You might be thinking at this point: David, only three days in Scotland? Is that really enough? Yes, my friends, three days is sufficient for what we need to do. At this stage in the game, the belts have been tightened and the supplies slowly rationed. It's not easy right now. We've only got four solid mainstay partners for single cask imports at this point, and we can knock out those appointments in three focused, hard-fought days. France, on the other hand, is limitless. We still are just scratching the surface with our brandy department and I want to spend a serious amount of time expanding on the work we've already done. That's why I'll be in France for the next eleven days: to start getting very, very serious about Cognac and Armagnac.

Get ready for a serious set of French-inspired blog posts. But first, a bit of fun.

-David Driscoll


Scotland: Day 3 - Glasgow Pride

Another glorious morning in Glasgow. We awoke (after another night of Finnieston's finest at Ox and Finch) and headed over to the offices of Hunter Laing where we met our old friend Andrew and sat down for coffee and croissants. His father Stewart was in the U.S. on a promotional tour, so we would begin our negotiations for this year's Hepburn's Choice and Sovereign selections with the most-recent generation of Laing whisky suppliers. Right off the bat we noticed the new packaging for Sovereign, a very welcome surprise! I quickly informed Andrew of my new obsession with Glasgow as a city—its vibrant food and drink scene especiallyand told him we needed to get the "Glasgow Pride" movement started with him: Glasgow's finest whisky bottler. The problem, however, is that there's little whisky actually made in Glasgow anymore. Even nearby Auchentoshan and Glengoyne are at least a twenty minute drive outside of the city limits. He suggested a cask of 30 year old Dumbarton under the new Sovereign label—from the now-defunct grain distillery once located just down the River Clyde—of which he had an open bottle right there on the table. Loaded with soft vanilla and creamy caramel, I told him that sounded just splendid. Book it.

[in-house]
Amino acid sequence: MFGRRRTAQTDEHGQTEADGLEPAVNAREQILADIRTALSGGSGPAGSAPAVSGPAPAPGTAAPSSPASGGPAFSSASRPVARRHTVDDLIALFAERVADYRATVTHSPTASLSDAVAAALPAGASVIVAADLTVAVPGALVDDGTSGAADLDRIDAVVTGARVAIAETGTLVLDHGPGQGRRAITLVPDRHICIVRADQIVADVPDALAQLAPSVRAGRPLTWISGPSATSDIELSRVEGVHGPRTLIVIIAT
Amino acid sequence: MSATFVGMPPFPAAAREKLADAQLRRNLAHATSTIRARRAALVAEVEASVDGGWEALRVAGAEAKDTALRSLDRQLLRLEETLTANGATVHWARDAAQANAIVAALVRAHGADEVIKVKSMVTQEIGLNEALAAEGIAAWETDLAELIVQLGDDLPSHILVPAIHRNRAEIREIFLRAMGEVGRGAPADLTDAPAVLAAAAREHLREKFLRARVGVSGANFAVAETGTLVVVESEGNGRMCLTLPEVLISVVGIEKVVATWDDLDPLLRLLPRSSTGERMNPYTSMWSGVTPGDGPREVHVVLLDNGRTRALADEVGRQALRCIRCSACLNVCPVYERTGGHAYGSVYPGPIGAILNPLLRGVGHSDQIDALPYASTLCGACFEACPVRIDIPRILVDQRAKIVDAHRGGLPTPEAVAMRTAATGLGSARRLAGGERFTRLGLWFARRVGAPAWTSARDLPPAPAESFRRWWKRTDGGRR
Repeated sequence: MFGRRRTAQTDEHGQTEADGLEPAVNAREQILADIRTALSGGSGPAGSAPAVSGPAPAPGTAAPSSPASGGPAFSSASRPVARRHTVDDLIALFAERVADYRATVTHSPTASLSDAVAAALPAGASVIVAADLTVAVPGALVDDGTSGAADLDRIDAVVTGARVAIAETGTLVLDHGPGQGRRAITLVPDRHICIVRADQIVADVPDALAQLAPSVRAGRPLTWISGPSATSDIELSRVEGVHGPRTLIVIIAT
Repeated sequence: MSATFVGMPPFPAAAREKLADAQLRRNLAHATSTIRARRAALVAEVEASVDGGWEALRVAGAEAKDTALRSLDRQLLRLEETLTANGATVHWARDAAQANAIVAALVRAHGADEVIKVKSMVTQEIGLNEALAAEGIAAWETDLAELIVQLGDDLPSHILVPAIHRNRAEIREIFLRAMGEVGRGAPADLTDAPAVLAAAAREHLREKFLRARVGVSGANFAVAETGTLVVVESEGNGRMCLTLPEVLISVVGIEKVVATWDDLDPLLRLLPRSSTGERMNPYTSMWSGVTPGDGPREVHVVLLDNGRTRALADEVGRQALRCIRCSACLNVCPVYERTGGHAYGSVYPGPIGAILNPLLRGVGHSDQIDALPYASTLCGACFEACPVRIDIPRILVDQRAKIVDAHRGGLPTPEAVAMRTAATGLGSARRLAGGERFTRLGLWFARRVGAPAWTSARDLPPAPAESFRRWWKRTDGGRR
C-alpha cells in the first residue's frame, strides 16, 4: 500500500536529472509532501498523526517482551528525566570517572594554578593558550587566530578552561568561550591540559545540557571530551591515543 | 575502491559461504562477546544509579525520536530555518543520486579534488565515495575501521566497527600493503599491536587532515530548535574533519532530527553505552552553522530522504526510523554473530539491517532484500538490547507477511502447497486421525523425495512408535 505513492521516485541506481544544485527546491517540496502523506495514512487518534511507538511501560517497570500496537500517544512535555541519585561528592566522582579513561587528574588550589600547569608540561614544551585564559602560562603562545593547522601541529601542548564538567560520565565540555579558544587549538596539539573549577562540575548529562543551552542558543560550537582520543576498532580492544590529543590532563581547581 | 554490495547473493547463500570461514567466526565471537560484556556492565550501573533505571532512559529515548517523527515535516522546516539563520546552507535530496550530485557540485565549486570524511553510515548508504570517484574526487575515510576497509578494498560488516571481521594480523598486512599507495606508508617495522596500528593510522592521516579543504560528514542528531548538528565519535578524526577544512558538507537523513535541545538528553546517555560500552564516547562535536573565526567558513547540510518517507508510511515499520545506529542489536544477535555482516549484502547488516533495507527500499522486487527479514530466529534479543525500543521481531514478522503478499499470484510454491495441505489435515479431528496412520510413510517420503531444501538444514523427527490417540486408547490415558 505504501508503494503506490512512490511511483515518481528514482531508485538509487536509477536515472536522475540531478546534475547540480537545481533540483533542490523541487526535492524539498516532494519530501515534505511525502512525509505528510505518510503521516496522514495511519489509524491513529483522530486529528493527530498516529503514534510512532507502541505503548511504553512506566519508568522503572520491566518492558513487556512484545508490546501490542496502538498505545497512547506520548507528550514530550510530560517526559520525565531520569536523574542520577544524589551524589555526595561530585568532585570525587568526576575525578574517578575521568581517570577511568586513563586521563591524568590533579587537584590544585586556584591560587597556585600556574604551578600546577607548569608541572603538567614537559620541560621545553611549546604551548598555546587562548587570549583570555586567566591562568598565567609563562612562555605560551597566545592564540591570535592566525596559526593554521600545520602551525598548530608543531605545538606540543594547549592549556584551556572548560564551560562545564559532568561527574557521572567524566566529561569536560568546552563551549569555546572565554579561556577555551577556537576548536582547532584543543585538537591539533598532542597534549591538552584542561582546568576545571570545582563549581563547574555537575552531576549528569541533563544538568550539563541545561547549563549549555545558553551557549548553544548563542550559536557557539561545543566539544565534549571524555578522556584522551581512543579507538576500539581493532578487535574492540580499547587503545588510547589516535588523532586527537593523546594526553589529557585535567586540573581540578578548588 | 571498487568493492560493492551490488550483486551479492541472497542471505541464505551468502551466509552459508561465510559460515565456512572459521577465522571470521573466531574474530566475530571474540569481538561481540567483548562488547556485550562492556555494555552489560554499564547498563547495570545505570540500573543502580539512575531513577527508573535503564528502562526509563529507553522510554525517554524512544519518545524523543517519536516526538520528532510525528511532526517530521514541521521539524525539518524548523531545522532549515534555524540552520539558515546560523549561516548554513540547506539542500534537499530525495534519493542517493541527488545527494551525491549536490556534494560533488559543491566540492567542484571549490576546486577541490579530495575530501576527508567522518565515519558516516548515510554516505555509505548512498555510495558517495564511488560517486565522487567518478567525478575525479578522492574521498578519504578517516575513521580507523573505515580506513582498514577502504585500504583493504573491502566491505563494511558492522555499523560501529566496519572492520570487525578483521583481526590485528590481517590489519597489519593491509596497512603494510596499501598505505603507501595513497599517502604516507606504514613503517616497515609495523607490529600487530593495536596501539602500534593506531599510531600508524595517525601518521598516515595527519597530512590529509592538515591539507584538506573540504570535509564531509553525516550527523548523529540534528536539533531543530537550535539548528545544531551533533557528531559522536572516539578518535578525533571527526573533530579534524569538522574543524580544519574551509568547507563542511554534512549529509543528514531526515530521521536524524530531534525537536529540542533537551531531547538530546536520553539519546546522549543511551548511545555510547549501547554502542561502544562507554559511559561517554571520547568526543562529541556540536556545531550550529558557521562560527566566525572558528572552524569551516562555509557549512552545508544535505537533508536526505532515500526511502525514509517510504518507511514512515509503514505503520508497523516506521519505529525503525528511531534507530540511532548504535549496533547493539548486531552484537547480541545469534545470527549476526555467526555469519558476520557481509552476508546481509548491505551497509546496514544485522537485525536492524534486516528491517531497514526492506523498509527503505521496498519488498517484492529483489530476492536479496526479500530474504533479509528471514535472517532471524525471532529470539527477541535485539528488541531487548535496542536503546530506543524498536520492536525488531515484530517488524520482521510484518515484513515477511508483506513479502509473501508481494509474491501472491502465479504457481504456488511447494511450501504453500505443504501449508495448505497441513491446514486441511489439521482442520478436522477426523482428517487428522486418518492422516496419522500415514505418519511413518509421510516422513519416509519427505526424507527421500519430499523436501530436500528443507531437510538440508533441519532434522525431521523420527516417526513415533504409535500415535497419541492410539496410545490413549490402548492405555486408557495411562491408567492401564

Andrew and his dad Stewart have been incredible partners for us over the last four years, even letting us take ultra-rare whiskies like Port Ellen and Ardbeg from their vast collection. Along with another solid sampling of Hepburn's Choice and Sovereign samples, both David and I were taken by a number of super mature whiskies that simply knocked our socks off. There was another ancient Port Ellen on the table, and a 47 year old sherry butt of Glenfarclas, but the real winner—and easily the best whisky I've tasted on this trip so far—was a 41 year old sherry-matured Teaninich. It was just epic. Unreal. Sublime. Soft and creamy with a profile very much like the Ladyburn and Glenlochy whiskies we've bottled from Signatory in the past. It's coming home with us no matter what I have to do to get it.

After leaving Hunter Laing, we hiked on over to the riverfront where modern Glasgow is currently expanding into groundbreaking new territory. There's the eye-popping new SSE Hydro Arena, a 13,000 seat venue that will host renowned hip-hop diva Nicki Minaj tomorrow night. The glistening metallic majesty of the futuristic-looking Riverside Museum; a fortress containing relics of Glasgow's storied history. You've also got the head office of the BBC just across the water, as well as the main SSE Conference Center, hosting thousands of international business attendees annually. To me, it would seem that any company looking making a splash (pardon the pun) in Glasgow would definitely want to build along the Clyde; the sparkling spectacle of Glasgow's vibrant future. I think I know of one such company actually. Maybe they should invest in some land.